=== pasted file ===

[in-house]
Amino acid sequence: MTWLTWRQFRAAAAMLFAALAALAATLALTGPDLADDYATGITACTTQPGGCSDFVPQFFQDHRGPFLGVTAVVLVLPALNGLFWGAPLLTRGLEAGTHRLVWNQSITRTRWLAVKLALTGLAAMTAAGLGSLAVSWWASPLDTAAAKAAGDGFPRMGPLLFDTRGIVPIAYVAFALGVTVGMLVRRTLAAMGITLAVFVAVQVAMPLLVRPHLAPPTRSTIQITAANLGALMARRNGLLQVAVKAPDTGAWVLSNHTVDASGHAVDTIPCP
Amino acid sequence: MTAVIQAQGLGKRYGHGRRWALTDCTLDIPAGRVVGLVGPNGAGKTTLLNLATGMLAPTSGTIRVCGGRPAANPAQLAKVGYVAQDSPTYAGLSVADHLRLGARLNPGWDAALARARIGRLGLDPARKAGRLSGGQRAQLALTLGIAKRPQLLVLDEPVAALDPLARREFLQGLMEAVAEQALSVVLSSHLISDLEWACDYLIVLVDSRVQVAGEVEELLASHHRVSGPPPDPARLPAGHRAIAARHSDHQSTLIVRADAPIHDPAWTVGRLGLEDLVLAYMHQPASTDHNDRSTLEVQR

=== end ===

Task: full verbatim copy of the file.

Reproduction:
[in-house]
Amino acid sequence: MTWLTWRQFRAAAAMLFAALAALAATLALTGPDLADDYATGITACTTQPGGCSDFVPQFFQDHRGPFLGVTAVVLVLPALNGLFWGAPLLTRGLEAGTHRLVWNQSITRTRWLAVKLALTGLAAMTAAGLGSLAVSWWASPLDTAAAKAAGDGFPRMGPLLFDTRGIVPIAYVAFALGVTVGMLVRRTLAAMGITLAVFVAVQVAMPLLVRPHLAPPTRSTIQITAANLGALMARRNGLLQVAVKAPDTGAWVLSNHTVDASGHAVDTIPCP
Amino acid sequence: MTAVIQAQGLGKRYGHGRRWALTDCTLDIPAGRVVGLVGPNGAGKTTLLNLATGMLAPTSGTIRVCGGRPAANPAQLAKVGYVAQDSPTYAGLSVADHLRLGARLNPGWDAALARARIGRLGLDPARKAGRLSGGQRAQLALTLGIAKRPQLLVLDEPVAALDPLARREFLQGLMEAVAEQALSVVLSSHLISDLEWACDYLIVLVDSRVQVAGEVEELLASHHRVSGPPPDPARLPAGHRAIAARHSDHQSTLIVRADAPIHDPAWTVGRLGLEDLVLAYMHQPASTDHNDRSTLEVQR